Reggie Bush spent his first season in Miami finally getting a chance to be somewhat of a feature back in the Dolphins’ offense. He responded with the first 1,000-yard rushing season of his career, a year in which he averaged 5.0 yards per carry and scored six touchdowns on the ground.
Bush felt he silenced some of the doubters who thought he couldn’t be an every-down back at the NFL level, but now is setting out to back that up while hoping to bolster a Dolphins team under first-year coach Joe Philbin. It’ll be interesting to see how Bush performs, particularly because he’s now in a contract year.
Reggie Bush joined WQAM in Miami with Jorge Sedano to discuss silencing the doubters last year, what motivates him now, playing for Joe Philbin, if the contract year means anything, if he wants to stay in Miami, how the team has been portrayed on Hard Knocks, whether a rookie quarterback can win a Super Bowl and where he ranks himself among NFL running backs.
How satisfying was last year when people were doubting you being a full-time guy and you accomplished that?:
“I feel like I’ve always known what I was capable of doing and putting out there if given the opportunity. It’s amazing how life works and how things work out. It is true, the quote that patience is a virtue. I feel like I had the opportunity last year to show that I could be an every-down back. Obviously if you had asked me before I was drafted what kind of career I was going to have, I would’ve said, ‘I was going to be in Pro Bowls every year, top running back every year, Super Bowls every year.’ That’s what’s funny about this game is it’ll humble you extremely fast.”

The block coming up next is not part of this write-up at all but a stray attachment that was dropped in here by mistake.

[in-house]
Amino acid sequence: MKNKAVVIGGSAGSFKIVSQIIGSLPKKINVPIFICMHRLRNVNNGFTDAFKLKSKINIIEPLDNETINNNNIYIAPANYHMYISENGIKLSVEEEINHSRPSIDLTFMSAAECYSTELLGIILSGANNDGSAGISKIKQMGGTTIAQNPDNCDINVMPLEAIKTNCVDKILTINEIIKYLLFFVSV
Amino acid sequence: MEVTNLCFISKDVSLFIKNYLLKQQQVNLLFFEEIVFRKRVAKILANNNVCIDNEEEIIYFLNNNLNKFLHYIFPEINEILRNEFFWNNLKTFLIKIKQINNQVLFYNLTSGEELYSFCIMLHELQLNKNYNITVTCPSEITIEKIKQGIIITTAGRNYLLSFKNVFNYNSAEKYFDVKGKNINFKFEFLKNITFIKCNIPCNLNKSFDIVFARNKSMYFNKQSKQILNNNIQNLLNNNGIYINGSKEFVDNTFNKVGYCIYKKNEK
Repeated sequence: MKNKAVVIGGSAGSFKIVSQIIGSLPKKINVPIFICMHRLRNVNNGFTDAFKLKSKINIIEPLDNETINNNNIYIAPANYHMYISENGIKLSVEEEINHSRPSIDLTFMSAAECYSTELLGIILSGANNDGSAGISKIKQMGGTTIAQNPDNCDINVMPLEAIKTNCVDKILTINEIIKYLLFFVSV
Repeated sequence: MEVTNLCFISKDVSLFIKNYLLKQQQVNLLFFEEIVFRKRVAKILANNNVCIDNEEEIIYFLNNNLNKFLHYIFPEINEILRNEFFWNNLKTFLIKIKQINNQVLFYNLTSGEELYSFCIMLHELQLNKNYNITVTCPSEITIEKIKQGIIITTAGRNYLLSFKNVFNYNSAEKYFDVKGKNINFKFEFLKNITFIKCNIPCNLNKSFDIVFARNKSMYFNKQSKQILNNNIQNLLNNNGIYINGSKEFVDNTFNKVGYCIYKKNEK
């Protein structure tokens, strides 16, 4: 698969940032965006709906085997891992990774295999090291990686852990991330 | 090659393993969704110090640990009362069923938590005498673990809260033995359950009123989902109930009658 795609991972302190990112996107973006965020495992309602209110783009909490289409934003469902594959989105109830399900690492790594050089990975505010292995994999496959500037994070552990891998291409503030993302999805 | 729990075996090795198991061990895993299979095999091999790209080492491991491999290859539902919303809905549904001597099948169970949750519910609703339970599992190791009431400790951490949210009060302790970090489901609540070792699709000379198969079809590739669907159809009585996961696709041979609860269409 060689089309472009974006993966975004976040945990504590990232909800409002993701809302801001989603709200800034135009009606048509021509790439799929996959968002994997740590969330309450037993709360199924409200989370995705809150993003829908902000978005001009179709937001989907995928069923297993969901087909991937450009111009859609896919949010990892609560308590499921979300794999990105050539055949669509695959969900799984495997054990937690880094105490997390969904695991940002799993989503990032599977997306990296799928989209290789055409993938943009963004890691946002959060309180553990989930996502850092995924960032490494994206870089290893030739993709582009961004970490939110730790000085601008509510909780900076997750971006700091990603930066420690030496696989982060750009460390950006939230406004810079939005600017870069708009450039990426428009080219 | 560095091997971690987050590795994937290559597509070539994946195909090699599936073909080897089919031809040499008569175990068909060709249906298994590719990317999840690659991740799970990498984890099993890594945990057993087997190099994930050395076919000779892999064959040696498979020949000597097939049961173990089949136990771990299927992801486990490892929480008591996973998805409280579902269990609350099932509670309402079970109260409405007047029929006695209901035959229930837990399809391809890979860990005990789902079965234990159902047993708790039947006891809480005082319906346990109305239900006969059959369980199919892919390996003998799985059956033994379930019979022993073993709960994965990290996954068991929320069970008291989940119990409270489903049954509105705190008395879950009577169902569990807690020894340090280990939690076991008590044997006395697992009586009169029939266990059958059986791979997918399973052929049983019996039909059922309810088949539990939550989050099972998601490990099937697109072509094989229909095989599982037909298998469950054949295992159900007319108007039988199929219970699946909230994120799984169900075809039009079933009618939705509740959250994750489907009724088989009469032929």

Where does the motivation come from now that you’ve had such a successful year?:
“I think it’s just to continue the success and continue trying to change around the direction of this organization and this team. I think that’s something that begins one day at a time. It starts with the offseason to training camps to the week of practice. … It’s just the motivation just to be better on the daily basis, just to progress. Hopefully, the final goal is to bring a Super Bowl here to Miami.”
What is Joe Philbin like? He always seems so serious:
“I think it’s everything you see on Hard Knocks. He’s straightforward. He has a dry personality, dry sense of humor. But he’s straightforward and if there’s one thing that I do respect about him the most it’s that he does a great job of taking into account keeping his players healthy and keeping us fresh. … Usually a first-year head coach, you get a guy that comes in and he wants to immediately change around the attitude and mentality of the program and kind of beats you into the ground. You always hear horror stories of that and I was actually a part of that horror story with Sean Payton’s first year. With Joe Philbin coming in, he re-did the whole facility, the locker rooms, put a player’s lounge in here. … Usually you don’t get that in a first-year head coach.”
You’re in a contract year now. Do guys really try harder in a contract year?: